"Yay!" I thought, and went to go find a copy. It was out of print. Not only that, it was so rare, most copies were selling for $150 or more. Bummer, dude. My childhood memories may not have a price, but it's lower than $150 per segment, I'll tell you that. I have paid up to $60 for some mildly-rare item that would fill in an emotional hole in my memory, but there was no way. I was told, via the Usenet post, that it was not even a good book and my childhood probably painted a brighter picture with passed time than the book was really worth. I meditated on this wisdom. Time passed.
An alert on half.com told me the book was available from time to time. It went as low as $60, but by the time I got the e-mail alert, it was already sold, or the buyer had a low enough rating that I'd never risk it.
Last December, I was searching for something else on Amazon.com, and wondered if the book ever went into a reprint. Amazon said a seller, with a high rating, was selling it for $20. It was a library in Oregon which was being honest to a fault, claiming it had standard library markings and a lot of wear. But for $20? I bought it. I didn't care if it was missing its cover, I just wanted ro read the damn thing again. It was sent 4th class, and I didn't get it until last week. I was surprised and delighted by what I saw.
Ripped from a part of my brain long sealed, it was like an exact copy from my memory. Down to the cellophane dust jacket protection, the library markings, and a sticker on the spine long forgotten: a rocket surrounded by a stylized atomic orbit. It was the hallmark of science fiction. As I opened the book, a very familiar smell hit me. There is an "old book smell" that is impossible to describe, but some of my readers will know what I am talking about. Maybe a little dry and musty. The pages are faded to a light vanilla that is almost tan near the edges where the paper is oxidizing. "This book," it seemed to say to my childhood, "will take you places." This was perfect. I would prefer this look over any "perfect first edition" between sealed acrylic plates. This book looked as I remembered it: worn and loved, distributed by freedom. Like the Internet.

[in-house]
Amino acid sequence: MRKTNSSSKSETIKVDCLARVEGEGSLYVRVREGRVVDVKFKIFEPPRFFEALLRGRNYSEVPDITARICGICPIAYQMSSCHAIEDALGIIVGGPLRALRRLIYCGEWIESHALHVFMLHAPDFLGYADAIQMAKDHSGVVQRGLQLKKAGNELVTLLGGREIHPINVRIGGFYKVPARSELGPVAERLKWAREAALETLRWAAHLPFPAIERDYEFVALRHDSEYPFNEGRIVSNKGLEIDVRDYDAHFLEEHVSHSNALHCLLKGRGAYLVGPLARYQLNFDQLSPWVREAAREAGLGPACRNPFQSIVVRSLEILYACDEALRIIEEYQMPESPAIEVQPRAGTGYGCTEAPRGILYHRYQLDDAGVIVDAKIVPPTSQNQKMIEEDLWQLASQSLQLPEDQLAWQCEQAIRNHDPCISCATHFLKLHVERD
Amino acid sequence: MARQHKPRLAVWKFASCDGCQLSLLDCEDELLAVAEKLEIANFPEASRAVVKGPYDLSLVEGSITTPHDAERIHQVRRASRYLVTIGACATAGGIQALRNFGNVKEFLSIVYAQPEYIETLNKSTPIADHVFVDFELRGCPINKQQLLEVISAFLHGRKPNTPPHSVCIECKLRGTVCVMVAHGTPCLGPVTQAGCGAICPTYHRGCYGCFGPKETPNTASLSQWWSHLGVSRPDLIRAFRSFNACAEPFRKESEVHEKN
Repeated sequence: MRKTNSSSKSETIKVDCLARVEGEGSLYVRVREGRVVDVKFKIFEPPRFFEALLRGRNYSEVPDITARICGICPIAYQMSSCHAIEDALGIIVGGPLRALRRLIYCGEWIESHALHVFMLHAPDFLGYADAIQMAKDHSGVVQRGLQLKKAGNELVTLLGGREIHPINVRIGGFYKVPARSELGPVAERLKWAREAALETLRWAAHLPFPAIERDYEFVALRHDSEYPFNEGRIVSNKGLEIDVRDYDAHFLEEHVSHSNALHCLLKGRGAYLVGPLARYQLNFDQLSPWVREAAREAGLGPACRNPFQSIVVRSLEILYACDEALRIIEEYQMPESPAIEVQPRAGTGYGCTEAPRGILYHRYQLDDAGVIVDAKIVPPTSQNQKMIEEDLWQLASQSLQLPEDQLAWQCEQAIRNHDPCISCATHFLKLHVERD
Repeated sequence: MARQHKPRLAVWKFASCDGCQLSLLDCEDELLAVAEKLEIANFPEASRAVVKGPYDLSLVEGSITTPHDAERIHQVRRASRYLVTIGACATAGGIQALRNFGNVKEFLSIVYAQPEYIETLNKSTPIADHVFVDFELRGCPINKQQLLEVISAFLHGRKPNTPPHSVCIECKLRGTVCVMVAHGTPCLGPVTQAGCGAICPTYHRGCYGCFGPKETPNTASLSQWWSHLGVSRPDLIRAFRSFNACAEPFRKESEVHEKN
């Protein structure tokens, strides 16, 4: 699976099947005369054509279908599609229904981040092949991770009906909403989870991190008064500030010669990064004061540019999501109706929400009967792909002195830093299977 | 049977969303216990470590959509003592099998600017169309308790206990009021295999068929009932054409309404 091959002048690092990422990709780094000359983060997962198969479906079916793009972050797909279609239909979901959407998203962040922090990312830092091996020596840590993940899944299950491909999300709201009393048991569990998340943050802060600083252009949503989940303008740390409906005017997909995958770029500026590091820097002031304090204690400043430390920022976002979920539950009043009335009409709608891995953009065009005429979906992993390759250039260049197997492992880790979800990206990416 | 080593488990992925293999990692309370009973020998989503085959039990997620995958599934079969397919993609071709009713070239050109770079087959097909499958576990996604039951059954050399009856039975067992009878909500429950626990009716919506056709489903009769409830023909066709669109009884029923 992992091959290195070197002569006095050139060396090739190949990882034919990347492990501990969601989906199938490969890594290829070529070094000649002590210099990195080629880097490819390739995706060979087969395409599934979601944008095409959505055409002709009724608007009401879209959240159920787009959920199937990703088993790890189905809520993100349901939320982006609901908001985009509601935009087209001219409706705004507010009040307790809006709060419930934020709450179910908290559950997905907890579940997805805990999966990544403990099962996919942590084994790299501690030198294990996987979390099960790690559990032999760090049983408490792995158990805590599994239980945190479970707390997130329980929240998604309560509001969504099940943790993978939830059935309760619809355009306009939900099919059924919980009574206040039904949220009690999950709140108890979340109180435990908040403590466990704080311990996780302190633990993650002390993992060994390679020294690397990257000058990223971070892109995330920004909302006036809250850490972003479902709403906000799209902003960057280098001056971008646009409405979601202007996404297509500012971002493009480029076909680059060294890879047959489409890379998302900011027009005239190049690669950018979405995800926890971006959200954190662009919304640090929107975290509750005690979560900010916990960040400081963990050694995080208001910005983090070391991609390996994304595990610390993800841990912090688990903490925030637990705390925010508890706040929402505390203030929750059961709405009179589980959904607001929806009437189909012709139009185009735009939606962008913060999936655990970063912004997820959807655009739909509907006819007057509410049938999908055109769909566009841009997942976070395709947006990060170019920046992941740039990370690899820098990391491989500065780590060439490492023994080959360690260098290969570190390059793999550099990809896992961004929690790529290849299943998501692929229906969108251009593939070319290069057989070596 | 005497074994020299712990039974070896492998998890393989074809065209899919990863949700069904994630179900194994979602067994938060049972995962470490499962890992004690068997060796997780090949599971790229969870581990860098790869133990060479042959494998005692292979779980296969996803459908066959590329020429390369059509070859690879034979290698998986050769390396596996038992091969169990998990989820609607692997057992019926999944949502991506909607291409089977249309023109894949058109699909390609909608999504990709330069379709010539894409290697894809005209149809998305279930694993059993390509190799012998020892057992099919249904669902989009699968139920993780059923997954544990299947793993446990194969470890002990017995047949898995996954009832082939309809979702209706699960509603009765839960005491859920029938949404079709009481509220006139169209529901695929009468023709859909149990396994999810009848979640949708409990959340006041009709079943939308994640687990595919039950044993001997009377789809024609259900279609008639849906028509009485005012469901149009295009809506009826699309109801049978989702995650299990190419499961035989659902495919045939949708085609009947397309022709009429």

And science fiction HAS taken me places. I owe so much to science fiction. It gave me a social life, friends, dreams, family, and goodness knows what else. Science fiction and its fandom has been singly the most important part of my social life. Connections it has given me has been filled with uncountable fortune. I met my wife at Balticon. Almost every friend I have I can trace to a convention I met them at. Even my foray into IT was because of a recommendation to AOL from the illustrator of my book I sold at conventions. I was taught UNIX and csh at the University of Maryland because of a guy I acted with at a comedy group I met because of FanTek. Even my spiritual path was influenced by fandom. And because of a book like this one, I was compelled to follow the path off the planet to stars and wonder.
So how is the book? It reads like junior fiction. It's not bad by any means, but in today's literature standards it's a little simple. Like comparing the show "Dragnet" to "CSI," they were from different eras and expected different audiences. But so far, I am gripped by the story; parts I had long forgotten light up like switch lights from a 1970s era computer powered up for the first time in 35 years. "Ah yes," goes some cobwebbed part of my mind, "I remember now." Associated neuron paths light up in response and bring back scraps of other memories.
That's why I had to write this all down so that maybe one of you can do the same thing with a book from your childhood.